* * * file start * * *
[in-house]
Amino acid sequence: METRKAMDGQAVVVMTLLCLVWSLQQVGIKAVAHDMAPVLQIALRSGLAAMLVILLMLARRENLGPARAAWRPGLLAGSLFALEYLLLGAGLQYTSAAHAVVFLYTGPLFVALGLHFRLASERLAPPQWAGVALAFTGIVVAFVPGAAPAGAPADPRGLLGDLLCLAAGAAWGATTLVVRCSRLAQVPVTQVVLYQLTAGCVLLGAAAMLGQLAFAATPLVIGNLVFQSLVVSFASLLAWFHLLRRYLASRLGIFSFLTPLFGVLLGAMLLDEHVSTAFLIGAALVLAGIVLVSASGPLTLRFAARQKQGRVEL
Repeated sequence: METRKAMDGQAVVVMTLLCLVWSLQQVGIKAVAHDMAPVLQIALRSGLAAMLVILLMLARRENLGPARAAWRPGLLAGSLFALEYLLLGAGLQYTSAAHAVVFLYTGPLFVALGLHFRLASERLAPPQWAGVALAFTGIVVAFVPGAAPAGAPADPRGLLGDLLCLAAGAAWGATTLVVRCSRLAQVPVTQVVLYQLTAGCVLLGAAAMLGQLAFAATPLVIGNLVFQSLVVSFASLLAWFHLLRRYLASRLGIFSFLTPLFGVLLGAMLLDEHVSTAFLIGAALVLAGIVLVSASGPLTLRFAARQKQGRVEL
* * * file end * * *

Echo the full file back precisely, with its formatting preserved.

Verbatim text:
[in-house]
Amino acid sequence: METRKAMDGQAVVVMTLLCLVWSLQQVGIKAVAHDMAPVLQIALRSGLAAMLVILLMLARRENLGPARAAWRPGLLAGSLFALEYLLLGAGLQYTSAAHAVVFLYTGPLFVALGLHFRLASERLAPPQWAGVALAFTGIVVAFVPGAAPAGAPADPRGLLGDLLCLAAGAAWGATTLVVRCSRLAQVPVTQVVLYQLTAGCVLLGAAAMLGQLAFAATPLVIGNLVFQSLVVSFASLLAWFHLLRRYLASRLGIFSFLTPLFGVLLGAMLLDEHVSTAFLIGAALVLAGIVLVSASGPLTLRFAARQKQGRVEL
Repeated sequence: METRKAMDGQAVVVMTLLCLVWSLQQVGIKAVAHDMAPVLQIALRSGLAAMLVILLMLARRENLGPARAAWRPGLLAGSLFALEYLLLGAGLQYTSAAHAVVFLYTGPLFVALGLHFRLASERLAPPQWAGVALAFTGIVVAFVPGAAPAGAPADPRGLLGDLLCLAAGAAWGATTLVVRCSRLAQVPVTQVVLYQLTAGCVLLGAAAMLGQLAFAATPLVIGNLVFQSLVVSFASLLAWFHLLRRYLASRLGIFSFLTPLFGVLLGAMLLDEHVSTAFLIGAALVLAGIVLVSASGPLTLRFAARQKQGRVEL